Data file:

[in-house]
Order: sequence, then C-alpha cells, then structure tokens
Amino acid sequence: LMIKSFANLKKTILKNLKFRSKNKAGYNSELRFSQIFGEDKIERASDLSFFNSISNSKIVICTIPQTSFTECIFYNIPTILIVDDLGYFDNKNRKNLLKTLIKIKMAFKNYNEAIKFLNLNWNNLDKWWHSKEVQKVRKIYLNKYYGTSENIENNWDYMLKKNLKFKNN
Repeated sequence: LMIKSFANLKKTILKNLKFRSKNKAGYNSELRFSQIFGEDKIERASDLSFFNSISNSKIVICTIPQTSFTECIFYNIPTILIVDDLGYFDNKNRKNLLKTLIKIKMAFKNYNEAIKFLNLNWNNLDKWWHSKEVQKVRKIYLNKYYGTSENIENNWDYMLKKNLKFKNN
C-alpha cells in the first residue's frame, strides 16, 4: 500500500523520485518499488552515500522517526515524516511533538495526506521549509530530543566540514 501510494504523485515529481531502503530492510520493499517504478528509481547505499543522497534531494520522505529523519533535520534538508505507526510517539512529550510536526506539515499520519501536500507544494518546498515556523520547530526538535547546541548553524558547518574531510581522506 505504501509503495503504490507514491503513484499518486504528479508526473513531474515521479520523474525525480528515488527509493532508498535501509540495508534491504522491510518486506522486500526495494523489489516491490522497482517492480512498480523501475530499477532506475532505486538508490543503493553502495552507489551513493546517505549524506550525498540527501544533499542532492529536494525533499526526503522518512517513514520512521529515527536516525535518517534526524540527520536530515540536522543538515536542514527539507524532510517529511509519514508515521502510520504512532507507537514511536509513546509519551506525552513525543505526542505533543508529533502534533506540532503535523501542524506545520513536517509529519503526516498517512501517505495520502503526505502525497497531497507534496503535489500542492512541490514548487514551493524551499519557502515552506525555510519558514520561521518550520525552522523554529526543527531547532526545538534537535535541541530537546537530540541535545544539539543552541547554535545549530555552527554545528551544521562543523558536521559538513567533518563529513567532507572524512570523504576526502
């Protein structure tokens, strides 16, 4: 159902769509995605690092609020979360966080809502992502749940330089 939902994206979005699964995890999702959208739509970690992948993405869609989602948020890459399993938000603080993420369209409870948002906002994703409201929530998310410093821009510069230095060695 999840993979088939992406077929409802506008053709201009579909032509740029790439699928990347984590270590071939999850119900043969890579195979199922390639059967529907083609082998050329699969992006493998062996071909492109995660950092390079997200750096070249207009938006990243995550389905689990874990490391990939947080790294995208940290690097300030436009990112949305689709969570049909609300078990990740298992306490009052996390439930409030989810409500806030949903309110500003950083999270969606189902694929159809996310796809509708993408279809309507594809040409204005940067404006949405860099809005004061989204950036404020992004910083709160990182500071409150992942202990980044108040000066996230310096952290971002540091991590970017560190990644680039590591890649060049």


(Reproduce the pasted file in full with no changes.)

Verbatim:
[in-house]
Order: sequence, then C-alpha cells, then structure tokens
Amino acid sequence: LMIKSFANLKKTILKNLKFRSKNKAGYNSELRFSQIFGEDKIERASDLSFFNSISNSKIVICTIPQTSFTECIFYNIPTILIVDDLGYFDNKNRKNLLKTLIKIKMAFKNYNEAIKFLNLNWNNLDKWWHSKEVQKVRKIYLNKYYGTSENIENNWDYMLKKNLKFKNN
Repeated sequence: LMIKSFANLKKTILKNLKFRSKNKAGYNSELRFSQIFGEDKIERASDLSFFNSISNSKIVICTIPQTSFTECIFYNIPTILIVDDLGYFDNKNRKNLLKTLIKIKMAFKNYNEAIKFLNLNWNNLDKWWHSKEVQKVRKIYLNKYYGTSENIENNWDYMLKKNLKFKNN
C-alpha cells in the first residue's frame, strides 16, 4: 500500500523520485518499488552515500522517526515524516511533538495526506521549509530530543566540514 501510494504523485515529481531502503530492510520493499517504478528509481547505499543522497534531494520522505529523519533535520534538508505507526510517539512529550510536526506539515499520519501536500507544494518546498515556523520547530526538535547546541548553524558547518574531510581522506 505504501509503495503504490507514491503513484499518486504528479508526473513531474515521479520523474525525480528515488527509493532508498535501509540495508534491504522491510518486506522486500526495494523489489516491490522497482517492480512498480523501475530499477532506475532505486538508490543503493553502495552507489551513493546517505549524506550525498540527501544533499542532492529536494525533499526526503522518512517513514520512521529515527536516525535518517534526524540527520536530515540536522543538515536542514527539507524532510517529511509519514508515521502510520504512532507507537514511536509513546509519551506525552513525543505526542505533543508529533502534533506540532503535523501542524506545520513536517509529519503526516498517512501517505495520502503526505502525497497531497507534496503535489500542492512541490514548487514551493524551499519557502515552506525555510519558514520561521518550520525552522523554529526543527531547532526545538534537535535541541530537546537530540541535545544539539543552541547554535545549530555552527554545528551544521562543523558536521559538513567533518563529513567532507572524512570523504576526502
């Protein structure tokens, strides 16, 4: 159902769509995605690092609020979360966080809502992502749940330089 939902994206979005699964995890999702959208739509970690992948993405869609989602948020890459399993938000603080993420369209409870948002906002994703409201929530998310410093821009510069230095060695 999840993979088939992406077929409802506008053709201009579909032509740029790439699928990347984590270590071939999850119900043969890579195979199922390639059967529907083609082998050329699969992006493998062996071909492109995660950092390079997200750096070249207009938006990243995550389905689990874990490391990939947080790294995208940290690097300030436009990112949305689709969570049909609300078990990740298992306490009052996390439930409030989810409500806030949903309110500003950083999270969606189902694929159809996310796809509708993408279809309507594809040409204005940067404006949405860099809005004061989204950036404020992004910083709160990182500071409150992942202990980044108040000066996230310096952290971002540091991590970017560190990644680039590591890649060049």